The Long and Controversial Journey of 'Coco'
By Richard Gonzalez
Disney-Pixar will release their Día De Los Muertos themed film Cocothis fall. After several months of teasing us with artwork and photos from “behind the scenes” of the production, we were finally treated to the first official teaser-trailer for the film this week, and given a glimpse of its amazing artwork and great soundtrack.
The film follows Miguel, a young boy who spends his waking moments watching an old VHS tape of his idol, Ernesto de la Cruz (Benjamin Bratt)—a Vicente Fernández type character with accompanying distinct mustache and guitar. Miguel emulates his hero, playing the guitar and drawing inspiration from de a Cruz’ words, “I have to sing, I have to play, the music is not just in me, it is me.”
While much of the film’s plot has yet to be revealed, we do know that the film follows Miguel and his dog Dante to what appears be the burial spot of de la Cruz, and Miguel subsequently ends up in a Día De Los Muertos-type world. Here, Miguel encounters the souls of his ancestors and proceeds to team up with a skeletal spirit (Gael García Bernal) in an attempt to find de la Cruz and earn his family’s blessing to perform in the Land of the Living.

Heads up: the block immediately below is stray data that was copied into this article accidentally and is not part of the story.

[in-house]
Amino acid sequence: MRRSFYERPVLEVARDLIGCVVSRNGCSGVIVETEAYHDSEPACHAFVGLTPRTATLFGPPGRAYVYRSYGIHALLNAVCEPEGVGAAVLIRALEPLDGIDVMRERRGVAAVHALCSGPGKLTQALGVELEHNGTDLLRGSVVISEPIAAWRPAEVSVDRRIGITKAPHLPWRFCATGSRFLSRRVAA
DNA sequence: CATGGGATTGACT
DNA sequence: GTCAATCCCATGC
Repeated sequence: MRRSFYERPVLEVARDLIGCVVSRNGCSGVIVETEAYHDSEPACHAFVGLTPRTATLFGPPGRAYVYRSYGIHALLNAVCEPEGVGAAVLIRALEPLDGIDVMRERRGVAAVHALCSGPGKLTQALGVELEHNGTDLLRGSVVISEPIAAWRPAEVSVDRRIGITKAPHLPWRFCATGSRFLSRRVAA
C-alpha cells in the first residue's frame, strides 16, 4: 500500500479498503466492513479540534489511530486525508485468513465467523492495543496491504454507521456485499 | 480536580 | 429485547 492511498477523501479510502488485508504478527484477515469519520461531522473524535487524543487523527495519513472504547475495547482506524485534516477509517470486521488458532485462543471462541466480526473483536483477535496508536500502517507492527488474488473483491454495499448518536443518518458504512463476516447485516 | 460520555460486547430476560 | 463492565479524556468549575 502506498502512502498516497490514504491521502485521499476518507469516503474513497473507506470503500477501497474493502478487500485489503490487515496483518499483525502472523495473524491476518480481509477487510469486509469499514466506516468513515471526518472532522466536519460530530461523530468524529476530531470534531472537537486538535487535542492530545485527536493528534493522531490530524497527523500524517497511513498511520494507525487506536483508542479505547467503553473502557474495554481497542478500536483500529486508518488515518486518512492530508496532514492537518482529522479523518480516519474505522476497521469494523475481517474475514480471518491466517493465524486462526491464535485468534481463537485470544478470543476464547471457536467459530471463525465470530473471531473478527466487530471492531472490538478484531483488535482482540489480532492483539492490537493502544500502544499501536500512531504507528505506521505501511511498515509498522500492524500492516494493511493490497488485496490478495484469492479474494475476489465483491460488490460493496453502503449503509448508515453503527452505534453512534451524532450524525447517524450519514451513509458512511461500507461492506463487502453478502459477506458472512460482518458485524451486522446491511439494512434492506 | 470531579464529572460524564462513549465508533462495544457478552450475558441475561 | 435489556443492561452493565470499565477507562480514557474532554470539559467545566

Although the film looks great and has an exceptional team of people behind it, it has not been without controversy. The film was initially called a rip off of 2014’s The Book Of Life, which carries a similar premise. The director of The Book of Life, Jorge Gutiérrez, made an effort to dismiss any bad blood.
This, however, has not stopped fans from calling for a boycott of Coco. It should be noted that the project was initially announced in 2012, two years before The Book of Life was released, but it still enraged fans of TBOL when Disney touted Coco as a “unique idea.”
During that time, Disney also found itself under fire for attempting to trademark “Día De Los Muertos” as the name of the film in development. The attempt was met with huge resistance and outcry from the Latinx community, and Disney ultimately backed down. The drama only added to the problems for the film, ultimately leading to a huge overhaul during production. Famed Chicano artist Lalo Alcaraz (FOX’s Bordertown) was one of the most outspoken critics and was eventually brought on the creative team for Coco. He detailed the situation on Facebook.
It would seem that the initial backlash gave Pixar enough perspective to ensure that the project was done correctly and with the best possible people in place. As mentioned before, Lalo Alcaraz was brought in to make sure that the details were culturally responsible. Gael García Bernal and Benjamin Bratt were cast in the film, and Camilo Lara, of Mexican Institute of Sound/Mexrissey, was brought onto the music team for the film. With such a strong team of Mexican creatives in place and with the initial problems in the past, we can only hope that all of the attention to and respect for detail will showcase what director Lee Unkrich describes as a “love letter to Mexico.” The world will have to wait till November 22nd to find out, but until then, take a look at the teaser-trailer below.